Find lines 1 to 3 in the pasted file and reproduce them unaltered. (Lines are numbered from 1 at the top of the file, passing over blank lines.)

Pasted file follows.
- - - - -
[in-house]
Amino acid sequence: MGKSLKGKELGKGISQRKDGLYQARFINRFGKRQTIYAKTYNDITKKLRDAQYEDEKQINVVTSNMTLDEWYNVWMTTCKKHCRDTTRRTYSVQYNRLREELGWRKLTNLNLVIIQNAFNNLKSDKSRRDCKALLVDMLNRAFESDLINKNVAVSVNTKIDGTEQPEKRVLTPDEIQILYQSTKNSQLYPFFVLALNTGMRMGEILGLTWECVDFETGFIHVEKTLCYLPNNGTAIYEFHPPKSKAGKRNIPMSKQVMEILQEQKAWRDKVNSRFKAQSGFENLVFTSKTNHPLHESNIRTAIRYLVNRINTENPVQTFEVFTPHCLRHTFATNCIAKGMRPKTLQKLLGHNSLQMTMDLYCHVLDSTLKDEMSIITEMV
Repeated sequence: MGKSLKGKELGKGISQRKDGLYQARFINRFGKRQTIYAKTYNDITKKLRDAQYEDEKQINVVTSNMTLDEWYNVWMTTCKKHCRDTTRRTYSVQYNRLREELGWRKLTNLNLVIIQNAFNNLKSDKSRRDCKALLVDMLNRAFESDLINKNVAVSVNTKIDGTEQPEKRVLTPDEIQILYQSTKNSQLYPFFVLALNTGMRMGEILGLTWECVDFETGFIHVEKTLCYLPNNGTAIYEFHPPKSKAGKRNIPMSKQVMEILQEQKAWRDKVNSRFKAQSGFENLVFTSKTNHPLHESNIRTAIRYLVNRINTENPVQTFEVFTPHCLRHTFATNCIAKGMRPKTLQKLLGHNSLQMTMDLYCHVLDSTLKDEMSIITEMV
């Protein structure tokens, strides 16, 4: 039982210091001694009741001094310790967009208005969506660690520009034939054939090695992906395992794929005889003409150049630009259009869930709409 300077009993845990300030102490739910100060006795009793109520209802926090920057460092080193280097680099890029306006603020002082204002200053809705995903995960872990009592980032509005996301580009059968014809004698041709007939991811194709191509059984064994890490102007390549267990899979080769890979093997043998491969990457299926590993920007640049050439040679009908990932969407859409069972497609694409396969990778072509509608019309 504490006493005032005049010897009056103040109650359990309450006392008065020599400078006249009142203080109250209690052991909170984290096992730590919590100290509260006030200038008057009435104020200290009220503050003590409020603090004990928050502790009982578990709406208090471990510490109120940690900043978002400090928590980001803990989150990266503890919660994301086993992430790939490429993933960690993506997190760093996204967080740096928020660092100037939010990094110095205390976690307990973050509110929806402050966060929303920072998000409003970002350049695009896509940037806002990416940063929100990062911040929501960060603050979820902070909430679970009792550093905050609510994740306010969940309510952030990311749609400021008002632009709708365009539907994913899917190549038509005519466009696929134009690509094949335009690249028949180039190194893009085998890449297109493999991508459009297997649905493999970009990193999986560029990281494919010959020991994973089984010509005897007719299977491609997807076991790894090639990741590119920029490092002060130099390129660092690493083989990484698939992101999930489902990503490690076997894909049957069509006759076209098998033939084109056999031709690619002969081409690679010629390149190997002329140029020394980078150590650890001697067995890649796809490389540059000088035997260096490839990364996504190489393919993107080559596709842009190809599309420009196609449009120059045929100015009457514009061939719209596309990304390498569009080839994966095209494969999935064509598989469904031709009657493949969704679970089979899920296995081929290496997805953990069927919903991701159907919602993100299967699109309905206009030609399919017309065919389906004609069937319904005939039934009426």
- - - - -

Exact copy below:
[in-house]
Amino acid sequence: MGKSLKGKELGKGISQRKDGLYQARFINRFGKRQTIYAKTYNDITKKLRDAQYEDEKQINVVTSNMTLDEWYNVWMTTCKKHCRDTTRRTYSVQYNRLREELGWRKLTNLNLVIIQNAFNNLKSDKSRRDCKALLVDMLNRAFESDLINKNVAVSVNTKIDGTEQPEKRVLTPDEIQILYQSTKNSQLYPFFVLALNTGMRMGEILGLTWECVDFETGFIHVEKTLCYLPNNGTAIYEFHPPKSKAGKRNIPMSKQVMEILQEQKAWRDKVNSRFKAQSGFENLVFTSKTNHPLHESNIRTAIRYLVNRINTENPVQTFEVFTPHCLRHTFATNCIAKGMRPKTLQKLLGHNSLQMTMDLYCHVLDSTLKDEMSIITEMV
Repeated sequence: MGKSLKGKELGKGISQRKDGLYQARFINRFGKRQTIYAKTYNDITKKLRDAQYEDEKQINVVTSNMTLDEWYNVWMTTCKKHCRDTTRRTYSVQYNRLREELGWRKLTNLNLVIIQNAFNNLKSDKSRRDCKALLVDMLNRAFESDLINKNVAVSVNTKIDGTEQPEKRVLTPDEIQILYQSTKNSQLYPFFVLALNTGMRMGEILGLTWECVDFETGFIHVEKTLCYLPNNGTAIYEFHPPKSKAGKRNIPMSKQVMEILQEQKAWRDKVNSRFKAQSGFENLVFTSKTNHPLHESNIRTAIRYLVNRINTENPVQTFEVFTPHCLRHTFATNCIAKGMRPKTLQKLLGHNSLQMTMDLYCHVLDSTLKDEMSIITEMV